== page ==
Growing demand for recycled content products is also a good stimulus for local market development. This will be a challenge in Northern Ireland, but significantly the Northern Ireland government took the lead in 2006 in setting requirements for recycled content materials use to be included in all its construction procurement. The Investment Strategy for Northern Ireland is a £16 billion ten-year programme which conforms to this sustainable construction policy.
The Irish government is developing similar policies and this is creating the necessary demand for construction products supply chains on the island to expand into manufacture and supply to a large market.
How much cross border collaboration takes place with the Republic of Ireland to grow the markets and opportunities for the waste and recycling sector?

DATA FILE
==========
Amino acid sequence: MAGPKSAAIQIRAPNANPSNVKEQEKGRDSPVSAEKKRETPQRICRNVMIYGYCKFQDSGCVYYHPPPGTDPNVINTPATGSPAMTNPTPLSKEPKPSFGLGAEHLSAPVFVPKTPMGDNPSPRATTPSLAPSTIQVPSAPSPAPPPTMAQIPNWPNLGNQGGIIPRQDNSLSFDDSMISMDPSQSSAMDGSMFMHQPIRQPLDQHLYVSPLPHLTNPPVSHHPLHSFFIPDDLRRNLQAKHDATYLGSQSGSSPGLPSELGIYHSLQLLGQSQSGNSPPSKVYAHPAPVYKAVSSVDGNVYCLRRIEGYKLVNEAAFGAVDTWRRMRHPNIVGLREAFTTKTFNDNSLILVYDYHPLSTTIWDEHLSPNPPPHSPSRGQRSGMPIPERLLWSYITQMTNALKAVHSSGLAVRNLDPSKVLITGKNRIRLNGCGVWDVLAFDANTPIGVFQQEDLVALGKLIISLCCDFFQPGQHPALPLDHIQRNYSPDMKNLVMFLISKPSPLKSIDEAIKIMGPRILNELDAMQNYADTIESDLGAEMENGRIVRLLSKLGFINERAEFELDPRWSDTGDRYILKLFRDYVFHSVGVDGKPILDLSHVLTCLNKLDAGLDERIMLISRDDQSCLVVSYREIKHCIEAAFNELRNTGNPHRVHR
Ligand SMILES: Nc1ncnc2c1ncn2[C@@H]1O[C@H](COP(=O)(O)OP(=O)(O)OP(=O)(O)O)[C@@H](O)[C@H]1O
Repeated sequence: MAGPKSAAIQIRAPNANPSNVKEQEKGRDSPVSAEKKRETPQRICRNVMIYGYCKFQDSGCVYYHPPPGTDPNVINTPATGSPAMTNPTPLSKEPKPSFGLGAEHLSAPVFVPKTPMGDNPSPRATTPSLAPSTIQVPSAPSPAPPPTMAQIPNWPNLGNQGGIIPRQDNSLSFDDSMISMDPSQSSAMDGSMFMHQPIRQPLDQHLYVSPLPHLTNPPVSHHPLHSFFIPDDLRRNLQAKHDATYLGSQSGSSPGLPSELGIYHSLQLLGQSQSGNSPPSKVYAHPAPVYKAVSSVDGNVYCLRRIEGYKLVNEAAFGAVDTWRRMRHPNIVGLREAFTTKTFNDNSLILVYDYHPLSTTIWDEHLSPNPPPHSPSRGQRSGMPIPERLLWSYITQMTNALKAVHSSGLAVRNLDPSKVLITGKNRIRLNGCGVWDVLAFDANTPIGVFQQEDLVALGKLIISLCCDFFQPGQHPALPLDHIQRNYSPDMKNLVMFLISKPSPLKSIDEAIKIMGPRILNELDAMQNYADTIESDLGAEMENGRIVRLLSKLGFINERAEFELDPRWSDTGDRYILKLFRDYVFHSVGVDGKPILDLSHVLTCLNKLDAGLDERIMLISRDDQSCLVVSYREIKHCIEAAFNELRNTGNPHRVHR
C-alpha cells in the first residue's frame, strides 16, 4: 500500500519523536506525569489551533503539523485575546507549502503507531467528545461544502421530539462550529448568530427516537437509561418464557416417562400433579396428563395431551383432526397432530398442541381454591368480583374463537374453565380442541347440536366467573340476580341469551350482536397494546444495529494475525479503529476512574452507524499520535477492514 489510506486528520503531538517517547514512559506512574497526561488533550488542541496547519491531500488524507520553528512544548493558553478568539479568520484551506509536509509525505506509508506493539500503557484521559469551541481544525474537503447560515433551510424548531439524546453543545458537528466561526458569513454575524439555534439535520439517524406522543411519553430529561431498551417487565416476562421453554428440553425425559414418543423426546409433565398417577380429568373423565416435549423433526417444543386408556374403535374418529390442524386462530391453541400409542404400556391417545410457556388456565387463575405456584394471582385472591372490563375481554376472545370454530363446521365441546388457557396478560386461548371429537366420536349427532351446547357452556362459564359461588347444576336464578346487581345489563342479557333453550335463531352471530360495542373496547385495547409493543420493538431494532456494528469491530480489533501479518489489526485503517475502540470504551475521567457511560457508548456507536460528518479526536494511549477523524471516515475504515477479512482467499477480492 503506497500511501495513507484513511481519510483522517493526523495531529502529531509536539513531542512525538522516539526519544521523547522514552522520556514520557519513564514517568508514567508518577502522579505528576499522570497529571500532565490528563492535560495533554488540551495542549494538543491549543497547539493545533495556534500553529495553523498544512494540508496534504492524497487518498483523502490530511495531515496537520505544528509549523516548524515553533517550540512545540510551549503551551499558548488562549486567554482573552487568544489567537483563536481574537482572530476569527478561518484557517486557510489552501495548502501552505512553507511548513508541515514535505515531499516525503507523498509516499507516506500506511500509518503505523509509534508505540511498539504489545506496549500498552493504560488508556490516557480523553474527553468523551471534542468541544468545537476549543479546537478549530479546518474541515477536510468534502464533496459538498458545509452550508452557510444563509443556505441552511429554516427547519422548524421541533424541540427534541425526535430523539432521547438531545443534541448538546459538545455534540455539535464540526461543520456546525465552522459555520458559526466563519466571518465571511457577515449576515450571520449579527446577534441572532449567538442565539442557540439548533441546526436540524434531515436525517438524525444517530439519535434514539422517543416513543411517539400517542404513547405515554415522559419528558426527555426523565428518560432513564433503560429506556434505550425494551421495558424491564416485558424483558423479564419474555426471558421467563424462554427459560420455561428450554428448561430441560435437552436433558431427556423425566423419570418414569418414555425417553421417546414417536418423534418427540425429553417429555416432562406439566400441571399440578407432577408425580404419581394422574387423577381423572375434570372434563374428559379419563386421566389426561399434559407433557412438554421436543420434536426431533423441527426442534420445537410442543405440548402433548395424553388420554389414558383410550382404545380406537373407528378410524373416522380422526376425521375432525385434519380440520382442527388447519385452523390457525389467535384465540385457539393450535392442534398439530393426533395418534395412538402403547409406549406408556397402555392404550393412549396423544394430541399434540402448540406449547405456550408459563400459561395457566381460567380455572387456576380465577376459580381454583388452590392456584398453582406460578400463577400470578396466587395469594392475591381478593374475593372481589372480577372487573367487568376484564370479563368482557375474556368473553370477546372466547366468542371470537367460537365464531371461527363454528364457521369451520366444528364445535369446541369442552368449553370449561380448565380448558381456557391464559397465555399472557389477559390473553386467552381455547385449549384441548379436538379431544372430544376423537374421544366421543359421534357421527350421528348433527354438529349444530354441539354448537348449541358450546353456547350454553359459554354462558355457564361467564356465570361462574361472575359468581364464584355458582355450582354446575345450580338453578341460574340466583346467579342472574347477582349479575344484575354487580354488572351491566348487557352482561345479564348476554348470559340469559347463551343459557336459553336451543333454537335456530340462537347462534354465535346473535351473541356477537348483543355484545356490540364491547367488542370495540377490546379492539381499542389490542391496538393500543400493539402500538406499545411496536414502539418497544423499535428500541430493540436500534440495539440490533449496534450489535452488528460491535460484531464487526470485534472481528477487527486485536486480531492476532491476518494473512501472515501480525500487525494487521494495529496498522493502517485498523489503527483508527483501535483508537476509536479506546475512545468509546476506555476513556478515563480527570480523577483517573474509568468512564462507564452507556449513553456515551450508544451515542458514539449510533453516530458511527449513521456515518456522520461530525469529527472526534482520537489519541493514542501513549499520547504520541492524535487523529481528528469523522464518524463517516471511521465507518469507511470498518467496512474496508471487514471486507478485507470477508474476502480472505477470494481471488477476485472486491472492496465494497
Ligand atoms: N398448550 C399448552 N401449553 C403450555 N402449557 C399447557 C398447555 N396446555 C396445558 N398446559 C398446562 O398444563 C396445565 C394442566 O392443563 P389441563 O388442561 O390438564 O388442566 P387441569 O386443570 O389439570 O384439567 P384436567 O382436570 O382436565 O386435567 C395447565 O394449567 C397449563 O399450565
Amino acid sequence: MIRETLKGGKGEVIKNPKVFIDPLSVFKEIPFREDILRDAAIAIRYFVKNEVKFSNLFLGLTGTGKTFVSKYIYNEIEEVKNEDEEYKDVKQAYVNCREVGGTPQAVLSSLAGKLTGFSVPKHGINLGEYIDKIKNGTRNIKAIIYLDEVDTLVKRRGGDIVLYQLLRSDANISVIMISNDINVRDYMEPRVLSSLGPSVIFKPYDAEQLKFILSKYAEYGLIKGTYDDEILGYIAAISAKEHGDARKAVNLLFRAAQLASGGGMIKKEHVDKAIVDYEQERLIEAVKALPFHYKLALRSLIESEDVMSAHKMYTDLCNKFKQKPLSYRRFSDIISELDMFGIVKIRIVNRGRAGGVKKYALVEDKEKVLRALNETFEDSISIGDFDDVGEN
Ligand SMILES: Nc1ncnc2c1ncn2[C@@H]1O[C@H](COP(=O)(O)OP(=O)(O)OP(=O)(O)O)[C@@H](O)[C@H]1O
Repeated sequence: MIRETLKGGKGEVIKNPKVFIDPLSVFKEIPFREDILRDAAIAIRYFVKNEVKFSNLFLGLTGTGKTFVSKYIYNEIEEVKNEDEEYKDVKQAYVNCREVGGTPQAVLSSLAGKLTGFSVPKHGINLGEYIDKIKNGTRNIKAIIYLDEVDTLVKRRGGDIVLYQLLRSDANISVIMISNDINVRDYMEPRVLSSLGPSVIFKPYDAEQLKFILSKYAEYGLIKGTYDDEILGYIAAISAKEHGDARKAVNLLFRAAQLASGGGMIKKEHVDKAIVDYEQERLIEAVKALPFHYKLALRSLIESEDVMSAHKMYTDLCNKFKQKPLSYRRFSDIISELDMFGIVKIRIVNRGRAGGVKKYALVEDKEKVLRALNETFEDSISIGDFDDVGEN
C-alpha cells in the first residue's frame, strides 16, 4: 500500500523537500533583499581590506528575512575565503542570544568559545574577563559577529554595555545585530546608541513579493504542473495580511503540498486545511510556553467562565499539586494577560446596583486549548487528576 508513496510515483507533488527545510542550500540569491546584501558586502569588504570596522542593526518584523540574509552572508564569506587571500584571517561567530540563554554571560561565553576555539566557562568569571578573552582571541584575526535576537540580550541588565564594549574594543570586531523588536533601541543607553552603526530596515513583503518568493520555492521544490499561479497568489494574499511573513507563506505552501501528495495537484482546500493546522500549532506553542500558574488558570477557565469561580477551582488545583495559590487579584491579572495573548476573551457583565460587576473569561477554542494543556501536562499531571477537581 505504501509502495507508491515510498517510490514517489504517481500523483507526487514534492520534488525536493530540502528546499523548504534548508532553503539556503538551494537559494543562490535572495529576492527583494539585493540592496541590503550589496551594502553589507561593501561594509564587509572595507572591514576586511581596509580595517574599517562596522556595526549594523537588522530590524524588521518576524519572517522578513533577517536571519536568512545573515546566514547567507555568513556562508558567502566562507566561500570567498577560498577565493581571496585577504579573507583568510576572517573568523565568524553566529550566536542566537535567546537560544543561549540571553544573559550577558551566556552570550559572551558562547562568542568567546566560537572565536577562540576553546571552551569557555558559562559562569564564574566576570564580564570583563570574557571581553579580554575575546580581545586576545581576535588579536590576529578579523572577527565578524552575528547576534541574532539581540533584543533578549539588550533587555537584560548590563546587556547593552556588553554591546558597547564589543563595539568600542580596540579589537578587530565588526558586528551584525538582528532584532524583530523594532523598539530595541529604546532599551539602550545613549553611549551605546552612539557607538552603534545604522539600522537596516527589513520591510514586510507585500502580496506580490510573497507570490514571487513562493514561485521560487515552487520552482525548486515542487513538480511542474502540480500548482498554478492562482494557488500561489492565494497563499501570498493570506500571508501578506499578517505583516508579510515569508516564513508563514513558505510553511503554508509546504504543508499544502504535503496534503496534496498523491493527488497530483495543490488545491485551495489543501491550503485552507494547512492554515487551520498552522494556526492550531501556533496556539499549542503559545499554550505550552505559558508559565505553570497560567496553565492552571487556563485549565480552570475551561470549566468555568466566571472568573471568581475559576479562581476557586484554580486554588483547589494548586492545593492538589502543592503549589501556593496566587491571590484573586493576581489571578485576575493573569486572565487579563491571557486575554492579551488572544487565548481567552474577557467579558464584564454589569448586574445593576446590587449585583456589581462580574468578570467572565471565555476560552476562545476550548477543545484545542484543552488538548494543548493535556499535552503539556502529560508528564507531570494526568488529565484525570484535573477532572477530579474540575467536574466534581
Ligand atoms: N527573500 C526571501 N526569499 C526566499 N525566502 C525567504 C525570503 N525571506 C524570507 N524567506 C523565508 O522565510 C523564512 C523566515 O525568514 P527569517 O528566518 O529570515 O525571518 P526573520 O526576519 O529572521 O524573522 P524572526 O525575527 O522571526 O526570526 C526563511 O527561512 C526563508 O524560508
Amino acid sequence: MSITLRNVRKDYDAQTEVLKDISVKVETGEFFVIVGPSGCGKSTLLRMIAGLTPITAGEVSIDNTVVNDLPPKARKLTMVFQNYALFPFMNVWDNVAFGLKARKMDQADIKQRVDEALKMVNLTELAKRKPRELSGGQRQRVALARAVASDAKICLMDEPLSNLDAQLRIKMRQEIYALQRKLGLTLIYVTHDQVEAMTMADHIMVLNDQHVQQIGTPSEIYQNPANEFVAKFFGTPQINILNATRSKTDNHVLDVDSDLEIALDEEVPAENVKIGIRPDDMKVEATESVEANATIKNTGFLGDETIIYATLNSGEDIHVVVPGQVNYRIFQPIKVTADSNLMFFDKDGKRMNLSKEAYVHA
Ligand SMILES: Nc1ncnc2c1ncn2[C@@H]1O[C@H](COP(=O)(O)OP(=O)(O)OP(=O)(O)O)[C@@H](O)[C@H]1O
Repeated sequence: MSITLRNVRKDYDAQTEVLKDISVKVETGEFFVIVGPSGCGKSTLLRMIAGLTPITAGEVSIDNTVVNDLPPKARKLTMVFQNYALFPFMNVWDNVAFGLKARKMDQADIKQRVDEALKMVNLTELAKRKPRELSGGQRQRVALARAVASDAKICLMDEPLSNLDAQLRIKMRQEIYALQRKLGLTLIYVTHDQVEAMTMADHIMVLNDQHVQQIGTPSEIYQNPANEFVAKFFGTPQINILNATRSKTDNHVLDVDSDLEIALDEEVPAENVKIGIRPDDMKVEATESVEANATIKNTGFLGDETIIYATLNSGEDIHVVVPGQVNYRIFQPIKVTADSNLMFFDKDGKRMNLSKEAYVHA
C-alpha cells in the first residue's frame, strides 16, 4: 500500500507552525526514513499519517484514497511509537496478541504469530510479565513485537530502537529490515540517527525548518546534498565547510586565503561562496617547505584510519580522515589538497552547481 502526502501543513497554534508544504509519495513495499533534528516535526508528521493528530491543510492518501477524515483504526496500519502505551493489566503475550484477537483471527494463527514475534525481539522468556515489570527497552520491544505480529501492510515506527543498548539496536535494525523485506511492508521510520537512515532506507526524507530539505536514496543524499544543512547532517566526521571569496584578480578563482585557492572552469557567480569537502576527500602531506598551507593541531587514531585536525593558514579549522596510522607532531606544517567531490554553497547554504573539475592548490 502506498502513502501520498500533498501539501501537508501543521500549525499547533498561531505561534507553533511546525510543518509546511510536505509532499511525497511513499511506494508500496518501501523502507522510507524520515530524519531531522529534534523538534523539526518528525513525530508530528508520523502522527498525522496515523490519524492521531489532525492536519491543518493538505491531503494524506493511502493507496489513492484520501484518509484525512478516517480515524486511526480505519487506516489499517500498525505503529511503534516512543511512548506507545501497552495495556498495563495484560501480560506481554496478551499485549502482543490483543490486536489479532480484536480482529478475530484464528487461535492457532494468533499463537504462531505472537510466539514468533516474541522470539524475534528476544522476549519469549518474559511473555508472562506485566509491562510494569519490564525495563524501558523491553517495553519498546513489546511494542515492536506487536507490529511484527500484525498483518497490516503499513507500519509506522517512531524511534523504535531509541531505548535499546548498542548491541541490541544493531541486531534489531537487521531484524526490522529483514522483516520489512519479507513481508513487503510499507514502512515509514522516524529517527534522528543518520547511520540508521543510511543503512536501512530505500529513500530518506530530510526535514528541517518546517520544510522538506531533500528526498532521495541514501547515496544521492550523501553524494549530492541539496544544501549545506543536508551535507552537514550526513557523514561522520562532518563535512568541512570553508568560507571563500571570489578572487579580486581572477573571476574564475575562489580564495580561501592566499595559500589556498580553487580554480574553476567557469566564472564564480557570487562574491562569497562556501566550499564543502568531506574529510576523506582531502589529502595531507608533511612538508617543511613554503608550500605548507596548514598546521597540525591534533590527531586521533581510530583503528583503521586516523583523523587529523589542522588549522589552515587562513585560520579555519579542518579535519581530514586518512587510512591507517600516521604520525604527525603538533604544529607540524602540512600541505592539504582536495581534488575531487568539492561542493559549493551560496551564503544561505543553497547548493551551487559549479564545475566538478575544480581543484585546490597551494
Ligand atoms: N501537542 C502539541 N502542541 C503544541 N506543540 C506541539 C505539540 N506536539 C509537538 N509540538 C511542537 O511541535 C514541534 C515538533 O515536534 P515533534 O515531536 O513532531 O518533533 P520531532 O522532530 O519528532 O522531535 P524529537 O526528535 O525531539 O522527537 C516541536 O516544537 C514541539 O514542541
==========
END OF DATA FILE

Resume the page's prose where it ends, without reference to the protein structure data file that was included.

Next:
WRAP has good cross-border relationships with the government and organisations involved in recycling market development and materials resource efficiency. For example, in 2006/07 WRAP led an all-island project on behalf of both governments to assess the feasibility of developing a paper mill. The findings were welcomed by the paper industry and those involved in collecting and managing waste paper, giving guidance to the market on what mill options may be viable.
One outcome was that both governments agreed to maintain a sector forum where ongoing exploration of paper recycling opportunities on the island can be addressed.
This project demonstrated how cross-border collaboration on market development can operate and be of mutual benefit to both governments. In 2007, a North-South Ministerial Council agreement paved the way for a North-South market development steering group to be formed, which will guide this collaboration.
In 2008, Ireland formed its own market development delivery programme which should further strengthen cross-border collaboration with WRAP, working on behalf of the Northern Ireland government.